Reflections

“The world needs dreamers and the world needs doers, but most of all the world needs dreamers who do.” – Sarah Ban Breathnach

It is still sinking in that I am halfway done with the NFS fellowship. It seems like only yesterday I was sitting in the Fellows living room completely overwhelmed while all of the staff came in to share what they did and what we would be doing over the next 6 months. Before I know it I am working on donor relations, operations, social ventures, the student abolitionist movement, and our social enterprise…maybe I am in over my head?

Before moving to California, I had no intention of falling in love with this organization. I figured it would be good experience, but most of the non-profits I have interacted with before have lots of great ideas with little to no execution. People are passionate, but not always productive. I am someone who values productivity (perhaps too much at times) and I believe an idea is only as good as its execution.   Not For Sale has managed to exceed my expectations in so many ways- I am constantly amazed. I am grateful to be surrounded by people who are passionate, talented, humble, supportive, and knowledgeable. People who truly believe that we can end slavery in our lifetime, and are working hard to make that happen.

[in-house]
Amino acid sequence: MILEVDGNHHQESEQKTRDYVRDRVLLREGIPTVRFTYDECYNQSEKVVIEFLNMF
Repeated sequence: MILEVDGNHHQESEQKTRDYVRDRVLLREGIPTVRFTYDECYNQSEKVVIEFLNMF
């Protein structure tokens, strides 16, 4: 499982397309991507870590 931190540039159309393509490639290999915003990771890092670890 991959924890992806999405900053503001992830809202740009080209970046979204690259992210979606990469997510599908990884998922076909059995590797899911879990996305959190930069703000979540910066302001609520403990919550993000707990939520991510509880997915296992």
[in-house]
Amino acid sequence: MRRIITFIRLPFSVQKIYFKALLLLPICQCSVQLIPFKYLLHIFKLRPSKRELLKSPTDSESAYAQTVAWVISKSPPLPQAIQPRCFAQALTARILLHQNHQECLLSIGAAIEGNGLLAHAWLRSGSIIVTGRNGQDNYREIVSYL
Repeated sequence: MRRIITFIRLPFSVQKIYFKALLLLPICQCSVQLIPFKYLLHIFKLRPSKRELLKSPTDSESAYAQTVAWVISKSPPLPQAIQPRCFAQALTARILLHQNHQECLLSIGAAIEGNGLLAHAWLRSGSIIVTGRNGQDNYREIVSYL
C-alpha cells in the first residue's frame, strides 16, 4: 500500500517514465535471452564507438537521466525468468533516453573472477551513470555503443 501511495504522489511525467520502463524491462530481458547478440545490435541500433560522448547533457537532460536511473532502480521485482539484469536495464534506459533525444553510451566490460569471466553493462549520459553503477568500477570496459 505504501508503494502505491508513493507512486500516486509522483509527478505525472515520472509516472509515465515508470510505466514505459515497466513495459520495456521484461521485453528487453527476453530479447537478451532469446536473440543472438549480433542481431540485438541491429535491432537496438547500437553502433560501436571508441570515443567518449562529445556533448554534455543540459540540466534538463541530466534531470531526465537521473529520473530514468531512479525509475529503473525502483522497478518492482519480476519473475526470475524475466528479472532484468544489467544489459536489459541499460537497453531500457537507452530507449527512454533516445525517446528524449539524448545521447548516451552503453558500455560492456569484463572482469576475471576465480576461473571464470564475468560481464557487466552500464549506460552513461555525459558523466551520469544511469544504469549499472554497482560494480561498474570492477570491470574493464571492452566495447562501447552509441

I began with no experience working with a non-profit and very little knowledge about ending human trafficking. A few weeks into the fellowship, Sam and I went to speak at a high school in San Jose. An abolitionist club asked us to come in and talk about Not For Sale and how they can get involved. We were able to answer their questions, but I felt like I was just getting by, only able to scratch the surface with my answers. Last week I spoke to a human trafficking class at San Jose State University. All of the students had prior knowledge in slavery and wanted to know specifically what Not For Sale was doing. After my 15 minute presentation, I spent the next 45 minutes answering their in-depth questions. There were still answers I didn’t know, and I was honest with them in my knowledge. It hadn’t occurred to me that I have been gaining so much knowledge over the last few months, and it was exciting to have answers and solutions to their questions. I have learned more than I often realize.

I am not sure that I would have called myself an abolitionist when this fellowship first started. The last 3 months of my life have been full of trials, successes, trainings, and much joy. I can only imagine what the next 3 months have in store.

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